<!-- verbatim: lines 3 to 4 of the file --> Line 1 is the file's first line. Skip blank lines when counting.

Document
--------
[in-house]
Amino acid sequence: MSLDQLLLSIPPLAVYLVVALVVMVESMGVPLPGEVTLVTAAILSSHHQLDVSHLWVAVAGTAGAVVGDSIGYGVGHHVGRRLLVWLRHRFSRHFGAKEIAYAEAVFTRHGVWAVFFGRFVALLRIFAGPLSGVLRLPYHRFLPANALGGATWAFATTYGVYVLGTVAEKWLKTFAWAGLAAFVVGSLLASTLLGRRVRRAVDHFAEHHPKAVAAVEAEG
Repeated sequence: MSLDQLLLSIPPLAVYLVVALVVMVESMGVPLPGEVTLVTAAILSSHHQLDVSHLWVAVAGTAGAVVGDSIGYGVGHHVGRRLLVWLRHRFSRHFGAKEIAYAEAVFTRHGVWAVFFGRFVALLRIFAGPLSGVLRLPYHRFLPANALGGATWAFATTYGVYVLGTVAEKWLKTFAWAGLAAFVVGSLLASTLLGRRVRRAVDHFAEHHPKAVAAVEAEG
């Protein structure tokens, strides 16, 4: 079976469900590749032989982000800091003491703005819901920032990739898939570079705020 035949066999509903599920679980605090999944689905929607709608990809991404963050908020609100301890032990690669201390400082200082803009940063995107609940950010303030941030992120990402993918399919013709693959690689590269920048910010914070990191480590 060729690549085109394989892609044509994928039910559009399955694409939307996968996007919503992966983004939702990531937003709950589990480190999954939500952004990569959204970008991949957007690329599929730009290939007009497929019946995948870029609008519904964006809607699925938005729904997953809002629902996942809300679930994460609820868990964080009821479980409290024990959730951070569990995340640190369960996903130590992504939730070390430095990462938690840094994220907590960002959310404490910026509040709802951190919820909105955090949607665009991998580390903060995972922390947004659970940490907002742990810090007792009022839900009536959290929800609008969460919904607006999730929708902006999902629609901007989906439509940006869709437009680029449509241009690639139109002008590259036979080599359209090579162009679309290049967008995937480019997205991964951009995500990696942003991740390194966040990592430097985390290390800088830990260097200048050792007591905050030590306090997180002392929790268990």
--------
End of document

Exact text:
Repeated sequence: MSLDQLLLSIPPLAVYLVVALVVMVESMGVPLPGEVTLVTAAILSSHHQLDVSHLWVAVAGTAGAVVGDSIGYGVGHHVGRRLLVWLRHRFSRHFGAKEIAYAEAVFTRHGVWAVFFGRFVALLRIFAGPLSGVLRLPYHRFLPANALGGATWAFATTYGVYVLGTVAEKWLKTFAWAGLAAFVVGSLLASTLLGRRVRRAVDHFAEHHPKAVAAVEAEG
């Protein structure tokens, strides 16, 4: 079976469900590749032989982000800091003491703005819901920032990739898939570079705020 035949066999509903599920679980605090999944689905929607709608990809991404963050908020609100301890032990690669201390400082200082803009940063995107609940950010303030941030992120990402993918399919013709693959690689590269920048910010914070990191480590 060729690549085109394989892609044509994928039910559009399955694409939307996968996007919503992966983004939702990531937003709950589990480190999954939500952004990569959204970008991949957007690329599929730009290939007009497929019946995948870029609008519904964006809607699925938005729904997953809002629902996942809300679930994460609820868990964080009821479980409290024990959730951070569990995340640190369960996903130590992504939730070390430095990462938690840094994220907590960002959310404490910026509040709802951190919820909105955090949607665009991998580390903060995972922390947004659970940490907002742990810090007792009022839900009536959290929800609008969460919904607006999730929708902006999902629609901007989906439509940006869709437009680029449509241009690639139109002008590259036979080599359209090579162009679309290049967008995937480019997205991964951009995500990696942003991740390194966040990592430097985390290390800088830990260097200048050792007591905050030590306090997180002392929790268990």